Brain Aneurysm - Topic Overview
How is a brain aneurysm diagnosed?
Because unruptured brain aneurysms often do not
cause any symptoms, many are discovered in people who are being treated for a
If your doctor believes that you
have a brain aneurysm, you may have the following tests:
- Computed tomography (CT) scan. A CT scan
can help identify bleeding in the brain. Sometimes a
lumbar puncture may be used if your doctor suspects that you have a ruptured cerebral aneurysm with a
- Computed tomography angiogram (CTA) scan. CTA is a more precise method of
evaluating blood vessels than a standard
CT scan. CTA uses a combination of CT scanning,
special computer techniques, and
contrast material (dye) injected into the blood to
produce images of blood vessels.
- Magnetic resonance angiography (MRA). Similar to a CTA,
MRA uses a magnetic field and pulses of radio wave
energy to provide pictures of blood vessels inside the body. As with CTA and
cerebral angiography, a dye is often used during MRA to make blood vessels show
up more clearly.
- Cerebral angiogram. During
this X-ray test, a catheter is inserted through a blood vessel in the groin or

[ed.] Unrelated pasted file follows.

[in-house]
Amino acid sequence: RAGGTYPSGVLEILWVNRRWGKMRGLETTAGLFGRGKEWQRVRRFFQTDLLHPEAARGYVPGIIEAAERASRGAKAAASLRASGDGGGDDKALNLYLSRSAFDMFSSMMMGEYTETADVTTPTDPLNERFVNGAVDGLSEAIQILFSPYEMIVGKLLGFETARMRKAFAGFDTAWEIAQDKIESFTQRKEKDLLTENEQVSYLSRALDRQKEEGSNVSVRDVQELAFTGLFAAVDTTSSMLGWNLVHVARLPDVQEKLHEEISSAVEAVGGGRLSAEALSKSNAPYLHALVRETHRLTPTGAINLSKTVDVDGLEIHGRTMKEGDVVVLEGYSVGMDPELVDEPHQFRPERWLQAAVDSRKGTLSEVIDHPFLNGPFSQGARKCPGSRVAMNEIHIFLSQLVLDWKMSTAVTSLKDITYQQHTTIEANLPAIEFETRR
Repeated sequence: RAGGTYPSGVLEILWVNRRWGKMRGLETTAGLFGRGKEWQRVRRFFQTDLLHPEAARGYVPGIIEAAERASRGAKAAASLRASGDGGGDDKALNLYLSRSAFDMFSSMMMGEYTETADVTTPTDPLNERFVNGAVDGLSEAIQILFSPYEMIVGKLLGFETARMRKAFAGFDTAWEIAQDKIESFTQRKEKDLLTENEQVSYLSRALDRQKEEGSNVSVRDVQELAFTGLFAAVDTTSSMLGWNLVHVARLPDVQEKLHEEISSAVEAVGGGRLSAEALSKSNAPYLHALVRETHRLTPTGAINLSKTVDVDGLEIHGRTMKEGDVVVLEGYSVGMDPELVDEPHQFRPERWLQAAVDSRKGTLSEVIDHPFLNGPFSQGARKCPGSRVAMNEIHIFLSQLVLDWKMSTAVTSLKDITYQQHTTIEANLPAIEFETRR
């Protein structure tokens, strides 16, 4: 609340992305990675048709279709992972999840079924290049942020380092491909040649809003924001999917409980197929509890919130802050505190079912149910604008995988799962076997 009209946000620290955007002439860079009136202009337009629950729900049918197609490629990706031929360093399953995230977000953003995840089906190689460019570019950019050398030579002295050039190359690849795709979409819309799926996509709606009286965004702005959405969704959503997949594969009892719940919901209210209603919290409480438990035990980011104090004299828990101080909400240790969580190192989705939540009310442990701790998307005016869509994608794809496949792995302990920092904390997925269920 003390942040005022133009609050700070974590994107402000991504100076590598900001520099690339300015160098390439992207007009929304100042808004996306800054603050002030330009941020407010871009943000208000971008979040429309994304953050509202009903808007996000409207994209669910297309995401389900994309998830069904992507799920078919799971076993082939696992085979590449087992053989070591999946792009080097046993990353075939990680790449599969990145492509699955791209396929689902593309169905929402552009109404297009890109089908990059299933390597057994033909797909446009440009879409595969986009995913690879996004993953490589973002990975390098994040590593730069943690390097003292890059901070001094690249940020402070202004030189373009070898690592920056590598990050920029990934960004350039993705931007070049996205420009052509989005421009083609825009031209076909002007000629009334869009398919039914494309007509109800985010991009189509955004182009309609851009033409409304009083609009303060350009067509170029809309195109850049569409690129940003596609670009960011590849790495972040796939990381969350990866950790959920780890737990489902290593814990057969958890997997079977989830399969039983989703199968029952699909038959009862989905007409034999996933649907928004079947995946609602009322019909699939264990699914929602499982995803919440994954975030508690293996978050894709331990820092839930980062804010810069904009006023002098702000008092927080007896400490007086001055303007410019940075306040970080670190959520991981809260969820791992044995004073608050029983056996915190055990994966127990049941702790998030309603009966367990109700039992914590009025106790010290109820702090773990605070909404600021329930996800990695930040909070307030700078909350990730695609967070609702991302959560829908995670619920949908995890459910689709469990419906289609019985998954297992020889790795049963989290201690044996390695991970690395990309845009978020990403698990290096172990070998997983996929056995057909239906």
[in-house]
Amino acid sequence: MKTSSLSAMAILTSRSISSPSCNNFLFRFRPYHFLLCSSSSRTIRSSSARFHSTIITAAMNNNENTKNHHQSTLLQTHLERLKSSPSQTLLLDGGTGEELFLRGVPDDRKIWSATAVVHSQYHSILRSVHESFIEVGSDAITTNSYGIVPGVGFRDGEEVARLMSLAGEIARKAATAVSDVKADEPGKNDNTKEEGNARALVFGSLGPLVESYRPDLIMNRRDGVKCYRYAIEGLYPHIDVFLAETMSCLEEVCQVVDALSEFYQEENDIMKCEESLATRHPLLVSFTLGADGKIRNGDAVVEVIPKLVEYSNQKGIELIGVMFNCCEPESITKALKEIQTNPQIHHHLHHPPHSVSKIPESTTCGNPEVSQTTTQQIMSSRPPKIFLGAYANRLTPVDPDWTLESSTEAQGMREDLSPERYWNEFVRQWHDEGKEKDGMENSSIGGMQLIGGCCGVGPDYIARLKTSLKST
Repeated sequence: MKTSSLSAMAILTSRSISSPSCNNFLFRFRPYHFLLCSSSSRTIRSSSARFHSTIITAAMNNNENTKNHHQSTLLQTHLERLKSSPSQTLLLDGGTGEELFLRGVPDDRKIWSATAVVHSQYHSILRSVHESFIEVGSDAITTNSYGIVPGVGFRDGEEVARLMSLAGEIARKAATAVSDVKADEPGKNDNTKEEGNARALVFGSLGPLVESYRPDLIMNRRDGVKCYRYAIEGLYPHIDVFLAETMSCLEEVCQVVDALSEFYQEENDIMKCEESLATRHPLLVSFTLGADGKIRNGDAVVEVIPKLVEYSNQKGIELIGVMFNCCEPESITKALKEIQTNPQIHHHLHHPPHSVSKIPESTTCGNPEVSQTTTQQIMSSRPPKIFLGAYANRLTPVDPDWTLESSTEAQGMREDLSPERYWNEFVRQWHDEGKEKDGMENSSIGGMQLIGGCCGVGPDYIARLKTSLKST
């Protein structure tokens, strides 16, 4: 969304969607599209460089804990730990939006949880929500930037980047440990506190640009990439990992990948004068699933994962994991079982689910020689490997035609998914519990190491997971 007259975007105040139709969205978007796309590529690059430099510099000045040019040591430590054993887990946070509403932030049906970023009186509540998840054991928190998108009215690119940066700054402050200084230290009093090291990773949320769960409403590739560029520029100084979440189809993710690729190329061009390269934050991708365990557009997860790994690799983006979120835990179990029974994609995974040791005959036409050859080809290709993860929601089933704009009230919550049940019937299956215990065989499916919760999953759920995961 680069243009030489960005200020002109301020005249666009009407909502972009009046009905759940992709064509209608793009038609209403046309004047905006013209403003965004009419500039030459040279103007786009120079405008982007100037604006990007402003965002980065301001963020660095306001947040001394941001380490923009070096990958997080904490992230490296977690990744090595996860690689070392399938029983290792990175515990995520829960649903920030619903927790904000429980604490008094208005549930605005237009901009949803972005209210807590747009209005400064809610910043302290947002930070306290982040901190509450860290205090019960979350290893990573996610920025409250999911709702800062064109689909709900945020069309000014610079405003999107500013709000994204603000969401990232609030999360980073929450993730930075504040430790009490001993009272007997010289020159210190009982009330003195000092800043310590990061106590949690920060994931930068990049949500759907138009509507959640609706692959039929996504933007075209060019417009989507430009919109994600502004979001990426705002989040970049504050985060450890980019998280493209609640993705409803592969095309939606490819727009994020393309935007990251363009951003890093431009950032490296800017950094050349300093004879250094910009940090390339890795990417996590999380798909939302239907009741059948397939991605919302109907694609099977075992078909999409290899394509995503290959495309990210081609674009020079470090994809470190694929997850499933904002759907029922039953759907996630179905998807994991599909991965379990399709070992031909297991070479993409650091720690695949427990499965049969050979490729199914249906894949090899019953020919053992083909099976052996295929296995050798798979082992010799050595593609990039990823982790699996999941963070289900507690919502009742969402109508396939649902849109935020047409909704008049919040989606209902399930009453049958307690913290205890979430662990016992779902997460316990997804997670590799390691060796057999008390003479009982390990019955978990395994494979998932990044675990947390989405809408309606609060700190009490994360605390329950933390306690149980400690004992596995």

arm and moved up through the vessel into the brain. A dye is then injected into
the cerebral artery. As with the above tests, the dye allows any problems in
the artery, including aneurysms, to be seen on the X-ray. Although this test is
more invasive and carries more risk than the above tests, it is the best way to
locate small (less than 5 mm) brain aneurysms.
How is it treated?
Your doctor will think about several things before
deciding the best treatment for you. Things that will determine the type of
treatment you receive include your age, size of the aneurysm, any additional
risk factors, and your overall health.
Because the risk of a
small (less than 10 mm) aneurysm rupturing is low and surgery for a brain
aneurysm is often risky, your doctor may want to continue to
observe your condition rather than do surgery. If your aneurysm
is large or causing pain or other symptoms, though, or if you have had a previous
ruptured aneurysm, your doctor may recommend surgery.